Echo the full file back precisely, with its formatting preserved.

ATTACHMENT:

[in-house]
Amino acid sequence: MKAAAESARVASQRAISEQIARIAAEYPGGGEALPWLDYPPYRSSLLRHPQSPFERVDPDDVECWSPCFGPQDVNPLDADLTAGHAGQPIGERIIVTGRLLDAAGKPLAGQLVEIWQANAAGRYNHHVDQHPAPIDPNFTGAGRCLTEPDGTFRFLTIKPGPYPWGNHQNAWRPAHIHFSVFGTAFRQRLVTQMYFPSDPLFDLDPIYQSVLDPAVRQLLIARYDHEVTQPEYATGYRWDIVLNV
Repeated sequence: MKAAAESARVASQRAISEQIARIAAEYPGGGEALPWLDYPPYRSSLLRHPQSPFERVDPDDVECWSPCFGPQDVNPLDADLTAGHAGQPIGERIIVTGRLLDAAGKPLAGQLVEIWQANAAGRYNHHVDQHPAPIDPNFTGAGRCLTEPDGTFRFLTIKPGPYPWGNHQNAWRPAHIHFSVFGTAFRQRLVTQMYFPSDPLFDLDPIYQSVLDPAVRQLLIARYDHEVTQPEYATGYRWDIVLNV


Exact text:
[in-house]
Amino acid sequence: MKAAAESARVASQRAISEQIARIAAEYPGGGEALPWLDYPPYRSSLLRHPQSPFERVDPDDVECWSPCFGPQDVNPLDADLTAGHAGQPIGERIIVTGRLLDAAGKPLAGQLVEIWQANAAGRYNHHVDQHPAPIDPNFTGAGRCLTEPDGTFRFLTIKPGPYPWGNHQNAWRPAHIHFSVFGTAFRQRLVTQMYFPSDPLFDLDPIYQSVLDPAVRQLLIARYDHEVTQPEYATGYRWDIVLNV
Repeated sequence: MKAAAESARVASQRAISEQIARIAAEYPGGGEALPWLDYPPYRSSLLRHPQSPFERVDPDDVECWSPCFGPQDVNPLDADLTAGHAGQPIGERIIVTGRLLDAAGKPLAGQLVEIWQANAAGRYNHHVDQHPAPIDPNFTGAGRCLTEPDGTFRFLTIKPGPYPWGNHQNAWRPAHIHFSVFGTAFRQRLVTQMYFPSDPLFDLDPIYQSVLDPAVRQLLIARYDHEVTQPEYATGYRWDIVLNV